During these times when the world is in an uproar and fear is having a jolly good time taunting the minds of the world citizens amid the Ebola scare, Compassion needs a place to fit in. I looked at the link of Ebola victims and survivors which blogger Ty has posted in the Let us Pray post and I feel for them.
Mr. Eric Thomas Duncan died of Ebola recently and more people are talking of his irresponsibility of bringing it to America more than feeling sorry for him losing his life and being ill treated (sent home without being checked) by the hospital. To be honest all of those who are saying this have a right to their opinions, and he, if he knew of him being exposed and possibly infected was irresponsible for taking a plane and putting so many people at risk.
In Jamaica there is a saying, “When trouble tek yuh pickney shut fit yuh” when there comes a problem, human beings will try to find any solution. I am not making any excuse for him, and I tend to agree that he may have suspected if not known outright that he may be infected because of being exposed, but perhaps he thought if he came to America he would get help, people in other countries look up to America, and believe that all is possible there. It does not make it right, no it does not, but again, “When trouble tek yuh pickney shut fit yuh”, he may have thought he would be alright in his decision to fly out.
It touches my heart to see suffering of any kind, my kind ah soft heart nuh normal. When my parents were hell bent on me becoming a doctor, I knew I could not. I cried if I saw a movie with anybody ill, and I hated to see even my own blood. Kudos to all doctors and health workers, I pray for them all.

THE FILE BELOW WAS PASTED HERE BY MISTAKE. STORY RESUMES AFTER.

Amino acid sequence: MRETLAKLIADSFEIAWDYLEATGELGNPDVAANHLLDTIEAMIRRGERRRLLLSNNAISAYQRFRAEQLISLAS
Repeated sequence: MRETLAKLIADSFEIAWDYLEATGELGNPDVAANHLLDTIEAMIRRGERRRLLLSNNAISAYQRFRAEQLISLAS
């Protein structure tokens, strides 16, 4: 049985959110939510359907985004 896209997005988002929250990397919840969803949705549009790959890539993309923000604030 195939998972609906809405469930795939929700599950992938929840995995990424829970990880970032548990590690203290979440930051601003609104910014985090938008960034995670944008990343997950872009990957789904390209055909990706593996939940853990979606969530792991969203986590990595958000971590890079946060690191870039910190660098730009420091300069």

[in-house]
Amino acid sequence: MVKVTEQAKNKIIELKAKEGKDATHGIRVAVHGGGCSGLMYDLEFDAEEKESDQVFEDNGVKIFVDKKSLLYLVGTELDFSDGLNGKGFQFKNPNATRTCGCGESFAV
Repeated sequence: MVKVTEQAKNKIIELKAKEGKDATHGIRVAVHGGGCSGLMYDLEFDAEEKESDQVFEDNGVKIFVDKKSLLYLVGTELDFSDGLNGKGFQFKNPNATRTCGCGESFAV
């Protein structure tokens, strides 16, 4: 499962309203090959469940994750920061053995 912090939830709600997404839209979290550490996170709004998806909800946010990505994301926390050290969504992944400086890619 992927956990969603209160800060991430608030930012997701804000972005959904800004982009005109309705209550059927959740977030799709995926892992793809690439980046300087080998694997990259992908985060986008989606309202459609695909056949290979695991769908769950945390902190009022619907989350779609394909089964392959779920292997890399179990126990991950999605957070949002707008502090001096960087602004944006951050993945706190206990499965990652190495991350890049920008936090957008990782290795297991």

Often times I wonder if the feeling of compassion is suffering itself. I have such soft feeling for people, that I allowed people to use me and often, because I felt sorry for them and their plight. There was the man, who I wrote of here in some of my post, someone I lived with for many years, Mr. High Grade (he was a heavy ganja smoker), he needed to be gotten rid of the moment I got with him. He showed himself, and although I believed him, I worried about where would he go, how would he survive, how would he manage, (he had family, but I felt a deep responsibility for this big knock knee man, knee dem live loving like). I allowed feeling sorry for him to hold me back and make me unhappy for a very long time. While he enjoyed a good life, he never worked, he smoked, cuss and gambled and packed a toops more than a teeley.
It still pains me to talk about that time of my life, so I will stop here. It hurts, not because I loved him, I do not even think I did (sorry fah I am sure, or perhaps him did obeah mi), I told you already that he had shown himself the minute I took him to America, so my feelings had left then, but because I allowed myself to feel compassion, empathy, for an unfeeling, worthless son of a bitch!..ok, ok, I am getting away in this post, I am sorry. Let us continue on the discussion of Compassion. Is it a good thing?, can a soft heart and compassionate feeling for another make you naive or easily taken advantage of?, like me, as in the example I just showed? How far do we take these feelings?
Compassion is good, this I do believe, it is a good thing to have a heart, to feel and care, to assist another with kind and open feeling. With compassion there is love, and love heals.
Ọbẹ̀ tó dùn owó ló paá. /
A tasty soup costs money….Yoruba Proverbs!
[No free lunch…]
All religions are valid as long as it teaches peace and love…..Obara Meji!
There are no disappointments in life, only lessons learned…..Obara Meji
Obara Meji is a spiritualist, Ifa-Orisa practitioner, and teacher of metaphysics. Since 2011 she has used her online platform to share her personal experiences to those seeking answers about spirituality. Her teachings will expand into short stories, novels, and public speaking to continue her mission of bringing enlightenment to the world.